Pop a squat class, ‘cause Professor Xander is about to drop some knowledge!

Ohayou gozaimasu! O-genki desu ka? Jikan tame ni EDUMATCATIONABLENESS! Today we’re going to look at a Japanese term that while popularized in anime and manga, it exists in many western films and television. What’s that? You already know what tsundere is? Well aren’t you the little otaku? Why don’t you go leave a comment below describing your favorite anime and go grab yourself one of those Japanese sodas! Mention my blog’s name to the F.Y.E. employee and you’ll get 1% off that soda. Anybody left? Alright! Let’s get started.


A term originating in Japan, tsundere refers to a character that switches between a cold, irritable demeanor to that of a warm, kind demeanor. It’s somewhat similar to a love/hate relationship. Let’s look at an example:

Meg in the beginning of Hercules is very independent, cynical, and wants nothing to do with Hercules whatsoever. For good reason, too. She traded her soul to save the love of her life, only to have him run off with another girl. She distances herself from not only men, but all people in general. However, the more time she spends with Hercules, the more she lets her guard down. She becomes warmer, kinder and trusting. She even sings about it all in her song. Thus, she is a tsundere character.

Now tsundere is usually used to describe characters in a romantic sense, as seen above with Meg and Hercules. However, a tsundere character doesn’t have to be used romantically. They can be just as effected through other kinds of relationships. Take Gru from Despicable Me.

Gru is an evil, criminal mastermind. In order to steal a shrink ray from another villain, Gru adopts three orphan girls, who sell cookies to the villain, to gain access to the villain’s lair. He wants nothing to do with these children and has no intention of actually raising them. Over time though, he begins to warm up to the children. He actually starts caring about their safety and enters the role of a parent. Thus, he’s a tsundere character.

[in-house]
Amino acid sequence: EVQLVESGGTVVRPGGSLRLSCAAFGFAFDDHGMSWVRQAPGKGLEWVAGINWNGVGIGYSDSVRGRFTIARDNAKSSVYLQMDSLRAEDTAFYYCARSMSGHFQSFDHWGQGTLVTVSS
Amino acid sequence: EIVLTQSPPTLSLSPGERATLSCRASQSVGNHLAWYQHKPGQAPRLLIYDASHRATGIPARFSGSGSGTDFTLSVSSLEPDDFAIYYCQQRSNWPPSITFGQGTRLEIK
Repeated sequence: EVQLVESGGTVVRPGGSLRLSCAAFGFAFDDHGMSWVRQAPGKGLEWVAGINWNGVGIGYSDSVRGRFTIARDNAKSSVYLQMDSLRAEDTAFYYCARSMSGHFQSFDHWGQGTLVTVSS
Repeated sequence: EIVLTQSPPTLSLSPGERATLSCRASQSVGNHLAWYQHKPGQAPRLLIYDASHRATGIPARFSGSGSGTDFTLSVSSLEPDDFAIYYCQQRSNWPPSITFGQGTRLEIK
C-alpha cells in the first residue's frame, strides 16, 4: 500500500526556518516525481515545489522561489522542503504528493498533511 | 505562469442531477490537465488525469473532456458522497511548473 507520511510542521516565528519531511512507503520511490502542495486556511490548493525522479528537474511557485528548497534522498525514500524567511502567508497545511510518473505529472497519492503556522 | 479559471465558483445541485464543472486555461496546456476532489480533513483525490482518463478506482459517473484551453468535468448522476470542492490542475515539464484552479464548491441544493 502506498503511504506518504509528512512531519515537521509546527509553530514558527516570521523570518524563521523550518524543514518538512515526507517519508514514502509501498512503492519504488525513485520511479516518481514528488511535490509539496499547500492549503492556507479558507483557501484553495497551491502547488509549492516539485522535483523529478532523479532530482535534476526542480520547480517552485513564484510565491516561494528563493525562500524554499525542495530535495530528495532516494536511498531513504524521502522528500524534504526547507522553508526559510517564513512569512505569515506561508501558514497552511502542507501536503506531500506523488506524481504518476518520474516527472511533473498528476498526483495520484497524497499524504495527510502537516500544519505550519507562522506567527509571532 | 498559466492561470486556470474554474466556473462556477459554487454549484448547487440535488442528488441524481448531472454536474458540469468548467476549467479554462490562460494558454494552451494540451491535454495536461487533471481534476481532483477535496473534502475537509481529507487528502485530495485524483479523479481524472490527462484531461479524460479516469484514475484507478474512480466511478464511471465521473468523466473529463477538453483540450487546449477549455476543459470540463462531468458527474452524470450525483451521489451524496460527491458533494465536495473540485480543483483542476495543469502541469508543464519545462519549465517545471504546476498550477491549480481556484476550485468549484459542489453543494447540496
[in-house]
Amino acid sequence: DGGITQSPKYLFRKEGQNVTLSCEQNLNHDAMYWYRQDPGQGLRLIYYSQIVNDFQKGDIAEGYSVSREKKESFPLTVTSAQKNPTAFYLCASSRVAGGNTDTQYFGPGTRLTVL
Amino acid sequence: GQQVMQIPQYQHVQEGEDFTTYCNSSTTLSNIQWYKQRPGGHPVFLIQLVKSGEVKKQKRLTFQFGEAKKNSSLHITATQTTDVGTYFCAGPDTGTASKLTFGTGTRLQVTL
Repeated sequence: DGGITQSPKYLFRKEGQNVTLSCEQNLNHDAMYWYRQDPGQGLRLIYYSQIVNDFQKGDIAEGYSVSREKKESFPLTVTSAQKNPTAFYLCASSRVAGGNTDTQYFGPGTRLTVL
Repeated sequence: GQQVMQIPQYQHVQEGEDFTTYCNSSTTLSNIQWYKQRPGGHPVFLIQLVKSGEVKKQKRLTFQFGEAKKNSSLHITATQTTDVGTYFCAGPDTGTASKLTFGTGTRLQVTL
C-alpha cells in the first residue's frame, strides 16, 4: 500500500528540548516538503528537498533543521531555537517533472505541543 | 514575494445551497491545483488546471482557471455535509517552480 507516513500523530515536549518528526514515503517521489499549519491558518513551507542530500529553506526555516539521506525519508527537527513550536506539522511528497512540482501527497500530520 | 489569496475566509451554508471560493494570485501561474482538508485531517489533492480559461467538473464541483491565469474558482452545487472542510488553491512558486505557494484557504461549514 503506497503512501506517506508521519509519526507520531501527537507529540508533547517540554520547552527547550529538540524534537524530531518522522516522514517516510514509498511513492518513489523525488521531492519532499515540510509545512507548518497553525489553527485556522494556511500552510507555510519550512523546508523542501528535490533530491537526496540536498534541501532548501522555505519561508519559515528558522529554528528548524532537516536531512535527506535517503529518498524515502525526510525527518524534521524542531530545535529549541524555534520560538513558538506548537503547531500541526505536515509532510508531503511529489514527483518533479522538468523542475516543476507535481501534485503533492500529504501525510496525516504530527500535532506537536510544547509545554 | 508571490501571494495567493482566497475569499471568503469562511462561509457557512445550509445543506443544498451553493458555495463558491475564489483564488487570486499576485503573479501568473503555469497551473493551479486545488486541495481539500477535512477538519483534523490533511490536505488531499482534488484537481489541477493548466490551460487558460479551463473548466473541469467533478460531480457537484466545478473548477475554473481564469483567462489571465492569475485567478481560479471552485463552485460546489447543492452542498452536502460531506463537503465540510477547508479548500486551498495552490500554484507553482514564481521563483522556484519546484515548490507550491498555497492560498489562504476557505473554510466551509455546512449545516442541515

In most cases, tsundere has been related to cold, guarded characters becoming warm and kind. Tsundere can also refer to a warm and kind character becoming cold and guarded. It’s not a permanent switch and it usually occurs around one particular character. A good example of this can be found in John Watson from Sherlock.

John is a very kind character, serving as Sherlock’s moral compass. However, if someone threatens his friend (or Sherlock pisses him off) he will quickly become hostile, as seen when he shoots the man threatening Sherlock in the first episode and when he strangles Sherlock for faking his death. While not the traditional tsundere character, he still exhibits the traits of one.

While some may have complaints about tsundere characters (particularly female ones that play to the generic “all tough and strong women have a warm emotional center that just wants to be loved” characterization), more subtle forms of tsundere characters like ones I’ve mentioned above prove that they can be an effective staple in media.


But hey, what do I know? I’m just some guy on the Internet.


So what do you all think? Do you have a favorite tsundere character? Any other terms you want to learn about in this segment? Leave a comment and get this conversation rolling. Until next time, this is Professor Xander signing off.